This is going to give up its hydrogen; this is going to turn into…let me see.1223

Let’s go ahead and do it this way; let me come down here.1233

Actually you know what, I think I am going to go over to this side.1240

I am going to go over here; I am going to write it as C, C, C, C, 1, 2, 3, 4, 5 and 6.1245

So, what I am left with is an OH here, an H there, a double bond there.1254

I have my OH here, my OH here, my OH here, my O and my phosphate group there- good.1264

OK, I have my enzyme, and now, my base is back to where it was because I took its proton, and these electrons ended up on it- not a problem there.1276

I will go ahead and an H leaves.1288

This H is this H, so I will put another 3 lines underneath it.1292

Once this actually forms the double bond, again, then now, it is carrying a positive charge because there are 3 bonds to the oxygen, so it is going to release that as a proton.1297

This is what you end up having; we basically changed.1304

A double bond has moved from the no. 1 carbon to the no. 2 carbon.1309

OK, so now, what happens is the following: 1, 2, 3, 4, 5.1313

Now, you have got the electrons on the hydroxy on the no. 5 carbon, will attack there; and this one will go ahead and pull another some hydrogen ion from the environment.1320

What you end up with is - 1, 2, 3, 4, 5 - a 5-membered ring.1340

The double bond has moved from the no. 1 carbon to the no. 2 carbon, and then the hydroxy closes the ring again.1350

The hydroxyl in the no. 5 carbon re-closes the ring to form the fructose instead of the glucose.1356

Now, what you have is ring closing, and - I do not know what it is, I cannot seem to write very clearly today, sorry about that- dissociation from the actual enzyme.1363

The enzyme will now release the substrate, and what you are left with is our final product, which is boom, boom, boom, boom, boom.1385

What you have is C, OH.1396

Yes, this H is this H, and then you have OH.1407

You have OH; you have OH, and, of course, we still have our C, which is our 6 attached to the phosphate.1414

There you go- from glucose 6-phosphate to fructose 6-phosphate.1422

That is the mechanism; OK, and hopefully, it does not look like I have missed anything here.1428

We have got some general base catalysis; a base takes a hydrogen1433

A base gives the hydrogen back, and now, it is back to where it started.1437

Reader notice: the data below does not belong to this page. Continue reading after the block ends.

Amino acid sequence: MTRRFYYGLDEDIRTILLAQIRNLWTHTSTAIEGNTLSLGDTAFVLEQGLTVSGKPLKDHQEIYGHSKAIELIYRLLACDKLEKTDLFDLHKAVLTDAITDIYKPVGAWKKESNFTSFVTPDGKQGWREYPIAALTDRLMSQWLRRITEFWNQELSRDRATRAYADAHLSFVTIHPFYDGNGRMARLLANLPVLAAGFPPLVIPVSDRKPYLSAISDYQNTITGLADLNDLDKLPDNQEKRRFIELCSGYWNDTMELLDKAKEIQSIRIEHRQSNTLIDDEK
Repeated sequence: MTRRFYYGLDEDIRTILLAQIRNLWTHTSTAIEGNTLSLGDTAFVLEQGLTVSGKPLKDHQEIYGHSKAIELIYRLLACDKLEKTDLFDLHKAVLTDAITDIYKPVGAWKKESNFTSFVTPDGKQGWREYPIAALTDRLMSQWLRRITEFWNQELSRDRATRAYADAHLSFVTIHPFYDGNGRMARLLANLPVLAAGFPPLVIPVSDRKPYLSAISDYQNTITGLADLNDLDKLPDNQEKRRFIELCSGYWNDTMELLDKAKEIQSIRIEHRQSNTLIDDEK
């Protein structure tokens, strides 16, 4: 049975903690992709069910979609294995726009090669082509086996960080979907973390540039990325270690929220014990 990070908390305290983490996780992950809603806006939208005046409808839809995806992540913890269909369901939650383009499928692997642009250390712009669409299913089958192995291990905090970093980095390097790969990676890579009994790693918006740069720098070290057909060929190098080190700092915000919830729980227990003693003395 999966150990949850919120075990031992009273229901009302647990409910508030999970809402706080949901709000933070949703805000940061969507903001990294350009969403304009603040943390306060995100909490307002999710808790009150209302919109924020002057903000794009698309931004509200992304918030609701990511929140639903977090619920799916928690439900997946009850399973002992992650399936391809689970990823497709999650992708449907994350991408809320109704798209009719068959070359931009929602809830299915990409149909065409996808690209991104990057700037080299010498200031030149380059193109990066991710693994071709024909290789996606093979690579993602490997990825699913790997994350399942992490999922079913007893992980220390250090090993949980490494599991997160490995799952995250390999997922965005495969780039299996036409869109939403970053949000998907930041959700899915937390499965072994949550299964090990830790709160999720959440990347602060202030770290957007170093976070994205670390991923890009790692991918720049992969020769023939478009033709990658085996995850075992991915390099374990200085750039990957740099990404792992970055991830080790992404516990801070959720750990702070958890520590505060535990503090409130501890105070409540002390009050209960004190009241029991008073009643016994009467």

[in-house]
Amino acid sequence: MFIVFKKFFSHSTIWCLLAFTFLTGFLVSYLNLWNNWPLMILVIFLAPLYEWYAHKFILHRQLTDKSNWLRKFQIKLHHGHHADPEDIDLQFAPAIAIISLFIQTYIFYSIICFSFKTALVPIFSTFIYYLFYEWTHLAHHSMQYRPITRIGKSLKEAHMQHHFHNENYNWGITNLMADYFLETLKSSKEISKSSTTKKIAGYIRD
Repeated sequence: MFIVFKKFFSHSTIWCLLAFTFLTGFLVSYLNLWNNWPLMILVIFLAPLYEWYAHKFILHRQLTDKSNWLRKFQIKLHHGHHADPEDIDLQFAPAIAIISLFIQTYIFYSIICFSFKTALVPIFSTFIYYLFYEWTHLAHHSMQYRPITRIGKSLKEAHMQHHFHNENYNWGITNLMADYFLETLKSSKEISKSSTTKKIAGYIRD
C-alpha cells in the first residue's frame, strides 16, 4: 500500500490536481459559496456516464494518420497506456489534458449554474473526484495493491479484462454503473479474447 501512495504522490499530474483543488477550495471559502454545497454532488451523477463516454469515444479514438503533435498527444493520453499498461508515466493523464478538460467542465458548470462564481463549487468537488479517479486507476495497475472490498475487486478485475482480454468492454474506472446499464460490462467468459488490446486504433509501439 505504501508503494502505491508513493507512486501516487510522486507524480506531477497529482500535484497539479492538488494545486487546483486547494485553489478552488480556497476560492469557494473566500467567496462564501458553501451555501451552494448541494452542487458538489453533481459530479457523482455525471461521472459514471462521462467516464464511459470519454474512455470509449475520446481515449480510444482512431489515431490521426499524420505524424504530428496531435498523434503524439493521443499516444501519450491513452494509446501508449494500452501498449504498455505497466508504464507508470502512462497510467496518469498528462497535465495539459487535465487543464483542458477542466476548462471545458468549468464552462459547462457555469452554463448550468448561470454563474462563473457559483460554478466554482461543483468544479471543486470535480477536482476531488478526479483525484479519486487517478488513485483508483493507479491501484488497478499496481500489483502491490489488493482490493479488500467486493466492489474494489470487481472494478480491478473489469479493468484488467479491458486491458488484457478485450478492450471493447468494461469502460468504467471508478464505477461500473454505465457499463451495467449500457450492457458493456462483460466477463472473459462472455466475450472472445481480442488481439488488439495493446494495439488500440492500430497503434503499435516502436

That is what an enzyme does; it always goes back to where it began.1441

OK, so let’s see what we have got here.1446

OK, now, we are on step 3, so step 3.1454

We have the conversion of fructose 6-phosphate to fructose 1,6-biphosphate.1461

OK, that is going to look like this.1479

C, OH, OH, OH, OH, C, O and P, and this is going to go that way.1486

And again, we are going to have this ATP come in.1500

ADP is going to leave; Mg2+ is going to be required, and this is phosphofructokinase-1, better known as PPK-1.1505

And what you are going to end up with is the same molecule, except now, you have a C, an O and a P.1525

You know what, let me make this a little bit smaller so that we have a little bit more room.1533

OK, let me make sure this is properly erased.1544

We have got zero there, there - not zero, O, sorry.1548

We have C, O and our phosphate.1553

We have our C, O and our phosphate there; we have our OH here.1556

We have our OH here, and we have our OH here.1561

This is our fructose 6-phosphate.1565

This is our fructose 1,6-biphosphate.1572

Woo, all these structures, all these names, they will make you crazy.1577

OK, now, let’s go back to black; now, the ΔG for this reaction is equal to -14.2, and this is kJ/mol.1587

OK, now, the mechanism is exactly like it was before.1600

It is just the basic nucleophilic substitution reaction.1605

It is nucleophilic.1610

This, right here, is what accessed the nucleophile, and that is it.1616

It attacks the terminal phosphoryl, the ATP and it is transferred over nucleophilic substitution - OK - at the oxygen of C1; and this is the C1 now.1621

Red, that is the C1; that is all that is happening.1648

OK, let’s go back here; now, let me do this one in red.1654

OK, this step is irreversible - as you can see from the highly -ΔG - under cellular conditions.1662

There are certain reactions in the glycolytic pathway that have high -ΔGs but under standard conditions, under cellular conditions, they can actually be quite reversible.1680

In fact, we will see one in just a minute, but this one, under cellular conditions, is irreversible - OK - and is the step that actually commits to glycolysis.1694

OK, the glucose 6-phosphate and the fructose 6-phosphate, they can go down other paths, but the fructose 1,6-biphosphate, it means glycolysis- that is it.1722

It is committed to glycolysis.1752

Let’s make this a little clear just in case.1758